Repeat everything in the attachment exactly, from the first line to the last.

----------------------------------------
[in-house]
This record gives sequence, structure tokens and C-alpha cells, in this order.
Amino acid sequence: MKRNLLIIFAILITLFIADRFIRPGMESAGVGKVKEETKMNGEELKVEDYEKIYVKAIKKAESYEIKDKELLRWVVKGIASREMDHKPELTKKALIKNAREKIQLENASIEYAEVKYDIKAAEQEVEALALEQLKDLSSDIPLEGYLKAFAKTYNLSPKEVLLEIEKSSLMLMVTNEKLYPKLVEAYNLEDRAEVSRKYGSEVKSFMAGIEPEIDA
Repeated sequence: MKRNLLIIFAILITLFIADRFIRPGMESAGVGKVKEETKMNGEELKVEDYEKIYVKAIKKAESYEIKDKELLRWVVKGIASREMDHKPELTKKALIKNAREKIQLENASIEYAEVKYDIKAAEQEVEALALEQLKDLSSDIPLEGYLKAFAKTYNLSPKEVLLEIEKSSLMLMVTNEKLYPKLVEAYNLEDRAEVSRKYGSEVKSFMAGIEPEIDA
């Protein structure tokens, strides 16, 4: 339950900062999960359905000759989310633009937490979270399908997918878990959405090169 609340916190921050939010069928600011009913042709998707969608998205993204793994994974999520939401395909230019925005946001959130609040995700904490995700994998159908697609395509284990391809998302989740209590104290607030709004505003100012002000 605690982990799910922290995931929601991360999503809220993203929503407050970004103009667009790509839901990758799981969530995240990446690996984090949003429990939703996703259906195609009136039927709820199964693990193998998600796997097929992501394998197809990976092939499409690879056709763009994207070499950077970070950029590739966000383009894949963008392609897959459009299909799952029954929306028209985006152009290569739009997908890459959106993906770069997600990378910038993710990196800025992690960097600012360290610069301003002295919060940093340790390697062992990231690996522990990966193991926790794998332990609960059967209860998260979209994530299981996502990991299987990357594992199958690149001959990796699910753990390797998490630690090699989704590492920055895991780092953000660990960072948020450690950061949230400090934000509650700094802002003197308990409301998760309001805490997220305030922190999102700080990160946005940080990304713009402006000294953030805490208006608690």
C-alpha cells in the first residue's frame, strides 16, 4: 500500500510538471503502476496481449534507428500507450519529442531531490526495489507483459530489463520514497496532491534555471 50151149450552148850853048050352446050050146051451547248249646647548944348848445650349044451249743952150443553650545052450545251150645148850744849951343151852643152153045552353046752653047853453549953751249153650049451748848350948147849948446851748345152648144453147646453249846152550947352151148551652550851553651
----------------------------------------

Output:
[in-house]
This record gives sequence, structure tokens and C-alpha cells, in this order.
Amino acid sequence: MKRNLLIIFAILITLFIADRFIRPGMESAGVGKVKEETKMNGEELKVEDYEKIYVKAIKKAESYEIKDKELLRWVVKGIASREMDHKPELTKKALIKNAREKIQLENASIEYAEVKYDIKAAEQEVEALALEQLKDLSSDIPLEGYLKAFAKTYNLSPKEVLLEIEKSSLMLMVTNEKLYPKLVEAYNLEDRAEVSRKYGSEVKSFMAGIEPEIDA
Repeated sequence: MKRNLLIIFAILITLFIADRFIRPGMESAGVGKVKEETKMNGEELKVEDYEKIYVKAIKKAESYEIKDKELLRWVVKGIASREMDHKPELTKKALIKNAREKIQLENASIEYAEVKYDIKAAEQEVEALALEQLKDLSSDIPLEGYLKAFAKTYNLSPKEVLLEIEKSSLMLMVTNEKLYPKLVEAYNLEDRAEVSRKYGSEVKSFMAGIEPEIDA
């Protein structure tokens, strides 16, 4: 339950900062999960359905000759989310633009937490979270399908997918878990959405090169 609340916190921050939010069928600011009913042709998707969608998205993204793994994974999520939401395909230019925005946001959130609040995700904490995700994998159908697609395509284990391809998302989740209590104290607030709004505003100012002000 605690982990799910922290995931929601991360999503809220993203929503407050970004103009667009790509839901990758799981969530995240990446690996984090949003429990939703996703259906195609009136039927709820199964693990193998998600796997097929992501394998197809990976092939499409690879056709763009994207070499950077970070950029590739966000383009894949963008392609897959459009299909799952029954929306028209985006152009290569739009997908890459959106993906770069997600990378910038993710990196800025992690960097600012360290610069301003002295919060940093340790390697062992990231690996522990990966193991926790794998332990609960059967209860998260979209994530299981996502990991299987990357594992199958690149001959990796699910753990390797998490630690090699989704590492920055895991780092953000660990960072948020450690950061949230400090934000509650700094802002003197308990409301998760309001805490997220305030922190999102700080990160946005940080990304713009402006000294953030805490208006608690």
C-alpha cells in the first residue's frame, strides 16, 4: 500500500510538471503502476496481449534507428500507450519529442531531490526495489507483459530489463520514497496532491534555471 50151149450552148850853048050352446050050146051451547248249646647548944348848445650349044451249743952150443553650545052450545251150645148850744849951343151852643152153045552353046752653047853453549953751249153650049451748848350948147849948446851748345152648144453147646453249846152550947352151148551652550851553651